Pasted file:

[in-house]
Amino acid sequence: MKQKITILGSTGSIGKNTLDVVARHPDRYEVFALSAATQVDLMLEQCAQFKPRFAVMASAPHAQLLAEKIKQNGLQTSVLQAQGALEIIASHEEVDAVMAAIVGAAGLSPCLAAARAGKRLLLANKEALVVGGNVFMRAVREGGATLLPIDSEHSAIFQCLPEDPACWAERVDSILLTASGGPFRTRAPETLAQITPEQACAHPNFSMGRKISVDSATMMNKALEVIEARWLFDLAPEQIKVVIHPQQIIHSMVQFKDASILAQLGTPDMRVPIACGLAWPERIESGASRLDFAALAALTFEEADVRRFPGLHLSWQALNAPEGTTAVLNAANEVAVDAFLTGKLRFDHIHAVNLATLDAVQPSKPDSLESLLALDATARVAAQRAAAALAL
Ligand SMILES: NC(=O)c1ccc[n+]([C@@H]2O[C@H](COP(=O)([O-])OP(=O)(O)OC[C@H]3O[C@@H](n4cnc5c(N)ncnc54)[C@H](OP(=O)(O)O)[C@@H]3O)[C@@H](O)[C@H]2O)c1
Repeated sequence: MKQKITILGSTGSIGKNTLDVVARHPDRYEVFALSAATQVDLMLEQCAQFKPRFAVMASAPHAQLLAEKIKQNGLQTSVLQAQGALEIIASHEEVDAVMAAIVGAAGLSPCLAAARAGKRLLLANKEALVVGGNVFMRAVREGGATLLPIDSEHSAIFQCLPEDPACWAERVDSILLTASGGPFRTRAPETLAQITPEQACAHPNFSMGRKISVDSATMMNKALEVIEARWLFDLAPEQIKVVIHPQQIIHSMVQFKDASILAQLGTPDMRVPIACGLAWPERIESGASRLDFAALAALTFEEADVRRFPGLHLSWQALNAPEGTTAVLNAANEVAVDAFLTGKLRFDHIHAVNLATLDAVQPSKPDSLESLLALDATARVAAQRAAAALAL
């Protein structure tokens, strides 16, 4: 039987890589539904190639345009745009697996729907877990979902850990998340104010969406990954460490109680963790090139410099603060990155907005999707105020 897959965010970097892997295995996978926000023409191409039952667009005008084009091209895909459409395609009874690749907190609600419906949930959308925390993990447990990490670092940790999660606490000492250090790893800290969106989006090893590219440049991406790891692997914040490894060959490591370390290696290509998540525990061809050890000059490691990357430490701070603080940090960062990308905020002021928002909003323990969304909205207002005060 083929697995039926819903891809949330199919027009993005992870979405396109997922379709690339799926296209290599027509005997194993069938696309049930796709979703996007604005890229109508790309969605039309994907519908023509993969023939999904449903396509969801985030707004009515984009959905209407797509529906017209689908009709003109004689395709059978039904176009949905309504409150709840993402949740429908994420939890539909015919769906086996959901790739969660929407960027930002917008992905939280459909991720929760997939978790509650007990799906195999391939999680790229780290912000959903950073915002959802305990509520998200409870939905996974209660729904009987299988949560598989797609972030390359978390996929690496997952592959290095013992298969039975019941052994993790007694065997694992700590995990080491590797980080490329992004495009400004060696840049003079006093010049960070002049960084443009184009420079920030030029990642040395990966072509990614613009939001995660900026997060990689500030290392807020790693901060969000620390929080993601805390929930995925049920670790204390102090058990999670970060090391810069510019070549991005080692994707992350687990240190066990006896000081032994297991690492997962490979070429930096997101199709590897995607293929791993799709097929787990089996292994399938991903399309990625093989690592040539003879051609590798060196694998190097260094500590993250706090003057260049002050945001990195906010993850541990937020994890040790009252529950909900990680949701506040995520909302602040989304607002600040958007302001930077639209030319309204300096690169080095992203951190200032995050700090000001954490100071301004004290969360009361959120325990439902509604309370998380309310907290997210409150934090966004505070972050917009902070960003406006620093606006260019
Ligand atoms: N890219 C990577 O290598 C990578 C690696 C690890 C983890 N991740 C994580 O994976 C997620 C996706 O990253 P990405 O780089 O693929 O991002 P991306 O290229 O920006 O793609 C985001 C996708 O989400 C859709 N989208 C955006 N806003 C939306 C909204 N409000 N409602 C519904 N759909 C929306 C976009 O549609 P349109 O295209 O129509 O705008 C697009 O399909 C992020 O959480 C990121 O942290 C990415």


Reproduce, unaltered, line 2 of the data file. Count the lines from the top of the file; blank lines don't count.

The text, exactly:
Amino acid sequence: MKQKITILGSTGSIGKNTLDVVARHPDRYEVFALSAATQVDLMLEQCAQFKPRFAVMASAPHAQLLAEKIKQNGLQTSVLQAQGALEIIASHEEVDAVMAAIVGAAGLSPCLAAARAGKRLLLANKEALVVGGNVFMRAVREGGATLLPIDSEHSAIFQCLPEDPACWAERVDSILLTASGGPFRTRAPETLAQITPEQACAHPNFSMGRKISVDSATMMNKALEVIEARWLFDLAPEQIKVVIHPQQIIHSMVQFKDASILAQLGTPDMRVPIACGLAWPERIESGASRLDFAALAALTFEEADVRRFPGLHLSWQALNAPEGTTAVLNAANEVAVDAFLTGKLRFDHIHAVNLATLDAVQPSKPDSLESLLALDATARVAAQRAAAALAL